Norm Miller, University of San Diego
YES: But only if we still have competitive bidding by health care suppliers. Average costs for health care coverage increase by covering those with pre-existing conditions but this is the right thing to do. Our costs can also go down, if everyone must share in the costs so that we do not over-consume medical care, if doctors don't over prescribe tests or medicines, and if we can limit personal injury lawsuit awards that drive up medical liability insurance rates to ridiculous levels.
Jamie Moraga, IntelliSolutions
NO: The quality of care our country is accustomed to would not remain the same should it happen. This includes access to top notch doctors, tests, surgeries, and appointments. There would be long wait times and talent could leave the field or not even enter it, which could lead to a shortage. Our health care would be run by the federal government, likely modeled after Medicare, and paid for by raising taxes. In the long run, a universal health care system would not benefit our economy.
Austin Neudecker, Rev
YES: The benefits of universally affordable health care far outweigh its substantial costs. The current public-private system purports to care for all but generally treats acute problems reactively (when they cost the most to address). Oligopolies in the system artificially inflate prices, which can cripple unlucky, lower-income individuals. A healthier population creates more productive workers and increases economic output.
Bob Rauch, R.A. Rauch & Associates
NO: Universal health care forces healthy people to pay for others' medical care. The sickest 5 percent of the population consumes 50 percent of total U.S. health care costs while the healthiest 50 percent consume only 3 percent of the nation's health care costs, according to The Balance. With free universal health care, people may not be as careful with their health and might overuse emergency rooms and doctors; our government budget will be overwhelmed.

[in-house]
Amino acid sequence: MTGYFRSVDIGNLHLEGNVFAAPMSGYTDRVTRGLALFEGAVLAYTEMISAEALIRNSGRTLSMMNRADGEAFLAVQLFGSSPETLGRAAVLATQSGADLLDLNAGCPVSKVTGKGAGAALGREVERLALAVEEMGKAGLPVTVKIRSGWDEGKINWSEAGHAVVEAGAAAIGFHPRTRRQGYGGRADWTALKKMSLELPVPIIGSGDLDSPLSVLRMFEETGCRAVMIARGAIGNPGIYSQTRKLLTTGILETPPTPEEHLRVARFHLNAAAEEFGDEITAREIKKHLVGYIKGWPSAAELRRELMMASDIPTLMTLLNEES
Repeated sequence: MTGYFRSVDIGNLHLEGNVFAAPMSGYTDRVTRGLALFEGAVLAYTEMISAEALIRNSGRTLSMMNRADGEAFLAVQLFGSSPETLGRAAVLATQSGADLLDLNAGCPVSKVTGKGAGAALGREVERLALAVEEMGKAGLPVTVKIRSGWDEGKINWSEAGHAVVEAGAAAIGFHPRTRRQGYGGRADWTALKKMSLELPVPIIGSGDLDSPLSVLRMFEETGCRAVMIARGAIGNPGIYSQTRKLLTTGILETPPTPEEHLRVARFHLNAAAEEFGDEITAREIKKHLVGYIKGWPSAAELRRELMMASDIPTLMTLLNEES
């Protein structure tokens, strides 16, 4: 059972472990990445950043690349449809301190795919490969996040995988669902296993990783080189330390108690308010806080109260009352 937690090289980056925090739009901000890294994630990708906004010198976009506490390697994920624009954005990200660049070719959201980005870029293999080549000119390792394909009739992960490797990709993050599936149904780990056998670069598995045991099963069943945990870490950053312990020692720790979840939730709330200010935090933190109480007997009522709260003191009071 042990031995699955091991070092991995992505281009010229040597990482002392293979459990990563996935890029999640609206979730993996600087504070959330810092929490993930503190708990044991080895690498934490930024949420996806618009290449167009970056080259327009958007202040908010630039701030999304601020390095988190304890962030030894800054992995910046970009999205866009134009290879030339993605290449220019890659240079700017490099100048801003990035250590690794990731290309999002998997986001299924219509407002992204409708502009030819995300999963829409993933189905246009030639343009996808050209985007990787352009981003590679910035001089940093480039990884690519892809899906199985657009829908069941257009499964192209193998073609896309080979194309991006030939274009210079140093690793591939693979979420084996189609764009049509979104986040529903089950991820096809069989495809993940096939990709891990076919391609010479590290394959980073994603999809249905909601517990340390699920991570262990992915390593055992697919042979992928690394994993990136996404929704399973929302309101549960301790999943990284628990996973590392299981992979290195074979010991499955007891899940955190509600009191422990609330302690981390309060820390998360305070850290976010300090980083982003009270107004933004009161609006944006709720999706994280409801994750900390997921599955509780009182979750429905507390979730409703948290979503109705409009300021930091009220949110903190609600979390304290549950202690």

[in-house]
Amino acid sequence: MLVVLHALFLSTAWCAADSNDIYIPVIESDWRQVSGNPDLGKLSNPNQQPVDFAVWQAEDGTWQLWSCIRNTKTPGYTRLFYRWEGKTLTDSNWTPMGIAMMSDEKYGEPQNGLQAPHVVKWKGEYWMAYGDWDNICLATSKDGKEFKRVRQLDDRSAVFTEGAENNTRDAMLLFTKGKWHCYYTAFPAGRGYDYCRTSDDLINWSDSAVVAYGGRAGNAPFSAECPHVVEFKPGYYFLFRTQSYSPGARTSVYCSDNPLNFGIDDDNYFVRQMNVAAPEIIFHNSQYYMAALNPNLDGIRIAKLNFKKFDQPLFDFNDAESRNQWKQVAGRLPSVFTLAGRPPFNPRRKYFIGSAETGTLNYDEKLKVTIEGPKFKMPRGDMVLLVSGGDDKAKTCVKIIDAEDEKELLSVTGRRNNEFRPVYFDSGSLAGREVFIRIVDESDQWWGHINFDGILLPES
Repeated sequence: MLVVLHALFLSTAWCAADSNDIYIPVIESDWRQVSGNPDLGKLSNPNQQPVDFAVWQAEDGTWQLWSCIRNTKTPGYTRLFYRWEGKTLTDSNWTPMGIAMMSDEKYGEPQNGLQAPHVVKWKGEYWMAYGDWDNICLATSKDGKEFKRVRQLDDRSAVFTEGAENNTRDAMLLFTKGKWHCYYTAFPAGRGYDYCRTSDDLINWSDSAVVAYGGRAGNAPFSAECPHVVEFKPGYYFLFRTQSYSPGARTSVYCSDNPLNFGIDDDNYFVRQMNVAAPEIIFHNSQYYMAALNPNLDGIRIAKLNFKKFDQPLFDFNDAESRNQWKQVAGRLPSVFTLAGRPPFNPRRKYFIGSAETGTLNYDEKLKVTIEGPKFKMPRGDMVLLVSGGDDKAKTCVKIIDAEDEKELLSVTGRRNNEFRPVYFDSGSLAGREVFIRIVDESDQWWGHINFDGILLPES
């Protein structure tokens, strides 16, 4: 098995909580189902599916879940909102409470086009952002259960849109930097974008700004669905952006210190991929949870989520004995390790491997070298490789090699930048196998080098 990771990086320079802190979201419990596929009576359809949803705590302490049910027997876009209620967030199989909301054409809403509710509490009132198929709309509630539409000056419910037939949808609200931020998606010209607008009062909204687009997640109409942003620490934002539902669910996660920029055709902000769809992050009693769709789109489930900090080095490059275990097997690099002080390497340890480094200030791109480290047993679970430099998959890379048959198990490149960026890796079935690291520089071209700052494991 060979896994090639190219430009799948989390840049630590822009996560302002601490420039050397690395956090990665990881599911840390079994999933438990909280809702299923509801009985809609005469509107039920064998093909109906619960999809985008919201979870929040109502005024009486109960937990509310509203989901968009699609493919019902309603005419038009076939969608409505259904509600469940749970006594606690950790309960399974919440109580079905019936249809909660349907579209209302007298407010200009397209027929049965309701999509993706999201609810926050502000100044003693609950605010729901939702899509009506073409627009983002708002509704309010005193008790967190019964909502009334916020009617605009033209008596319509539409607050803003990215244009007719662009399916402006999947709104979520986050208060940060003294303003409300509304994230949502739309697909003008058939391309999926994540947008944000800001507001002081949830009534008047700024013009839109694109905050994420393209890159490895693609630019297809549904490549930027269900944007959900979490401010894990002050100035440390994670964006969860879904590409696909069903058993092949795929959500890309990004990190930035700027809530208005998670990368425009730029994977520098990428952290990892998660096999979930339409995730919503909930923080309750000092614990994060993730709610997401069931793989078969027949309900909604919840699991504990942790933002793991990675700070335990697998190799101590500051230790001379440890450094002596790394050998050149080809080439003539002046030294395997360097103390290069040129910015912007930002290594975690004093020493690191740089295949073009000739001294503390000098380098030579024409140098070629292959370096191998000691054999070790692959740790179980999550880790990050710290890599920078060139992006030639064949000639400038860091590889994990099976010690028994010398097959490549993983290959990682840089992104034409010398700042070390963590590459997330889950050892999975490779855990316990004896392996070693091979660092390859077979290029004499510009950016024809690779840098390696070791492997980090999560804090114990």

Lynn Reaser, Point Loma Nazarene University
NO: The two basic problems of U.S. health care are its cost and its outcomes. House Speaker Pelosi is right to worry about the 10-year $30 trillion cost. Expanding the government's role in negotiating with drug companies, doctors, or hospitals may be no panacea if Medicare and Medicaid are models. Giving everyone "free" access to health care does not guarantee that care's quality or timeliness. U.S. health care consumers need more information and incentives to help drive critical reform.
Chris Van Gorder, Scripps Health
NO: Medicare pays roughly 80 percent of the cost of care for its beneficiaries -- private insurance subsidizes the remaining 20 percent. Huge tax increases would be required to eliminate private insurance and expand Medicare to everyone. Layoffs would occur at insurance companies and other industries tied to health care, and health systems -- the largest private sector employers in most communities -- would see significant workforce cuts. Tax increases and massive job losses are not positive for the economy.
Have an idea for an EconoMeter question? Email me at [email protected].
Follow me on Twitter: @PhillipMolnar
(c)2019 The San Diego Union-Tribune
Visit The San Diego Union-Tribune at www.sandiegouniontribune.com
Distributed by Tribune Content Agency, LLC.